That evening we took a boat ride up the river and watched the cattle coming down to drink in the dust which made for great photographic sunsets.
In an afternoon we walked to the Karo village where the entire village was dancing. They all had their faces and bodies painted and invited us to watch them dance and perform. Some dances were for the men and were to show how high they could jump, where as other dances allowed the ladies to dance flirtatiously and get the men’s reactions. We stayed until nightfall and then walked back to camp for dinner.
Whilst the Omo is still mostly unexplored by outsiders, there are changes afoot in the landscape and way of life. The Ethiopian Government have already built three bridges across the Omo River and three out of the five planned dams have been developed with the fourth currently under construction.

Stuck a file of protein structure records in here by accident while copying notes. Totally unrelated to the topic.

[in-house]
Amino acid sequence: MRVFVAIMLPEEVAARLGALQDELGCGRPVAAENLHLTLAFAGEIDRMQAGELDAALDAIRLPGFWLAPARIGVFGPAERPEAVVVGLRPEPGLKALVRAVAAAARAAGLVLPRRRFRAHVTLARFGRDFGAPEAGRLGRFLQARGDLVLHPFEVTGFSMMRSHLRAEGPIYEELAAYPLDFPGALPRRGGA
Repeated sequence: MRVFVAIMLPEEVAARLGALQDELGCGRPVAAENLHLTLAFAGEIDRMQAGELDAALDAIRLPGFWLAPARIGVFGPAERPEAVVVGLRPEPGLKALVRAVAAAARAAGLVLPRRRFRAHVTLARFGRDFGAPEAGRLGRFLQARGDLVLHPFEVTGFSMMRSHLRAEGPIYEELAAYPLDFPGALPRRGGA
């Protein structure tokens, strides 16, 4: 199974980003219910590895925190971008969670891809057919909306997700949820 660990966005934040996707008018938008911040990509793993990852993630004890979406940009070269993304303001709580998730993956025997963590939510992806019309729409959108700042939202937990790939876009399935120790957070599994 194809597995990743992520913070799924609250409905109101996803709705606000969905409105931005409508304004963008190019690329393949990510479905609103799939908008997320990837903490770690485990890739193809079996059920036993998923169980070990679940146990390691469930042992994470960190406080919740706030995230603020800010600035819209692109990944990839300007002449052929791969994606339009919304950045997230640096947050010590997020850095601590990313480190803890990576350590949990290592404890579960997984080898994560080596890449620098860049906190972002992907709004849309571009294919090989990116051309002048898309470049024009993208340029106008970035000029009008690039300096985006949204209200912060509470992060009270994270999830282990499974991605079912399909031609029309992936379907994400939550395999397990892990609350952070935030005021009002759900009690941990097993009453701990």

The dams will bring an end to the seasonal flooding of the Omo Valley on which the tribes rely, and in addition will supply water to large commercial farms and estates which are expected to stretch all the way down to Lake Turkana. This will change the whole dynamic of the area and it is thought that access to the river will be highly limited for local tribes for their own needs. The Omo Valley peoples are concerned that they will be forced away from their lands and their way of life farming with their livestock.
The best times of year for the Omo Valley are October and November (when it is great to combine the Bale Mountains with your visit) and in May through to August (which is also wonderful for walking in the Gheralta Mountains to see the cliff churches).
If you would like any more information about safaris and vacations to Ethiopia and visiting the Omo Valley please do feel free to contact me.